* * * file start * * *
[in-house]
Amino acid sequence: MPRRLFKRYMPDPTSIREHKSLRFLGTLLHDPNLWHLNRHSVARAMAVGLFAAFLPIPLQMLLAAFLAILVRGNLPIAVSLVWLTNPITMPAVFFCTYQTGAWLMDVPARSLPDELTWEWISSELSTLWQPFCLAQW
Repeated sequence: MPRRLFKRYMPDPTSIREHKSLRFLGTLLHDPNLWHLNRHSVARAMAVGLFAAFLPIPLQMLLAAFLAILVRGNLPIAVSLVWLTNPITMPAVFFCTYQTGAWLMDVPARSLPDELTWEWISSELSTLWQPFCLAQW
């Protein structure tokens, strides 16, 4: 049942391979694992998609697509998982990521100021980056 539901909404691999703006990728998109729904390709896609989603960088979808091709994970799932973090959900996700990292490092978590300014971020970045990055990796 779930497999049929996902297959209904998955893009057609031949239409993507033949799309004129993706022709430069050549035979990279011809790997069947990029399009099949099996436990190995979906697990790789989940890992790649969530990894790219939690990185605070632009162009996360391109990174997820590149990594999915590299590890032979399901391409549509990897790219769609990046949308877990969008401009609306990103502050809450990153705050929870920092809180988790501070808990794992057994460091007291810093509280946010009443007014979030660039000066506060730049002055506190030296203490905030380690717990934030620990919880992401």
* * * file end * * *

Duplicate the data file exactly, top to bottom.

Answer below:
[in-house]
Amino acid sequence: MPRRLFKRYMPDPTSIREHKSLRFLGTLLHDPNLWHLNRHSVARAMAVGLFAAFLPIPLQMLLAAFLAILVRGNLPIAVSLVWLTNPITMPAVFFCTYQTGAWLMDVPARSLPDELTWEWISSELSTLWQPFCLAQW
Repeated sequence: MPRRLFKRYMPDPTSIREHKSLRFLGTLLHDPNLWHLNRHSVARAMAVGLFAAFLPIPLQMLLAAFLAILVRGNLPIAVSLVWLTNPITMPAVFFCTYQTGAWLMDVPARSLPDELTWEWISSELSTLWQPFCLAQW
């Protein structure tokens, strides 16, 4: 049942391979694992998609697509998982990521100021980056 539901909404691999703006990728998109729904390709896609989603960088979808091709994970799932973090959900996700990292490092978590300014971020970045990055990796 779930497999049929996902297959209904998955893009057609031949239409993507033949799309004129993706022709430069050549035979990279011809790997069947990029399009099949099996436990190995979906697990790789989940890992790649969530990894790219939690990185605070632009162009996360391109990174997820590149990594999915590299590890032979399901391409549509990897790219769609990046949308877990969008401009609306990103502050809450990153705050929870920092809180988790501070808990794992057994460091007291810093509280946010009443007014979030660039000066506060730049002055506190030296203490905030380690717990934030620990919880992401």